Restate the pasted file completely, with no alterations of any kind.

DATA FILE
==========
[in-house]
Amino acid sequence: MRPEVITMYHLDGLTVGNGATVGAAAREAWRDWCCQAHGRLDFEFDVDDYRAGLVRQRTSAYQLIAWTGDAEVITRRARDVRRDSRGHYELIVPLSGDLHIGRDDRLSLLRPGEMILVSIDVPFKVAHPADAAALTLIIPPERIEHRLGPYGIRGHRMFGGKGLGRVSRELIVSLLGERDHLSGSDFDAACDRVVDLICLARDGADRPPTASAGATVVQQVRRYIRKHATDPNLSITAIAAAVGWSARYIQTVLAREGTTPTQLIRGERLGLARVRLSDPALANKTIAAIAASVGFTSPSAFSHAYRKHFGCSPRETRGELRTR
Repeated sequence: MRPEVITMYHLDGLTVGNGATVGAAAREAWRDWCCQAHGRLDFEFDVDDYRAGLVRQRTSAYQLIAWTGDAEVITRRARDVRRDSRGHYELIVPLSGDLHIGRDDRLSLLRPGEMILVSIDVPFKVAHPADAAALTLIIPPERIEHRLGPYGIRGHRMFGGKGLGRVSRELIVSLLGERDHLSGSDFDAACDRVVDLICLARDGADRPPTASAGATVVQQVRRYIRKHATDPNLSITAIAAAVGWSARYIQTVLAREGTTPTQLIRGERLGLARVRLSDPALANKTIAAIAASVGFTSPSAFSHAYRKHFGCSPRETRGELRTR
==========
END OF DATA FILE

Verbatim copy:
[in-house]
Amino acid sequence: MRPEVITMYHLDGLTVGNGATVGAAAREAWRDWCCQAHGRLDFEFDVDDYRAGLVRQRTSAYQLIAWTGDAEVITRRARDVRRDSRGHYELIVPLSGDLHIGRDDRLSLLRPGEMILVSIDVPFKVAHPADAAALTLIIPPERIEHRLGPYGIRGHRMFGGKGLGRVSRELIVSLLGERDHLSGSDFDAACDRVVDLICLARDGADRPPTASAGATVVQQVRRYIRKHATDPNLSITAIAAAVGWSARYIQTVLAREGTTPTQLIRGERLGLARVRLSDPALANKTIAAIAASVGFTSPSAFSHAYRKHFGCSPRETRGELRTR
Repeated sequence: MRPEVITMYHLDGLTVGNGATVGAAAREAWRDWCCQAHGRLDFEFDVDDYRAGLVRQRTSAYQLIAWTGDAEVITRRARDVRRDSRGHYELIVPLSGDLHIGRDDRLSLLRPGEMILVSIDVPFKVAHPADAAALTLIIPPERIEHRLGPYGIRGHRMFGGKGLGRVSRELIVSLLGERDHLSGSDFDAACDRVVDLICLARDGADRPPTASAGATVVQQVRRYIRKHATDPNLSITAIAAAVGWSARYIQTVLAREGTTPTQLIRGERLGLARVRLSDPALANKTIAAIAASVGFTSPSAFSHAYRKHFGCSPRETRGELRTR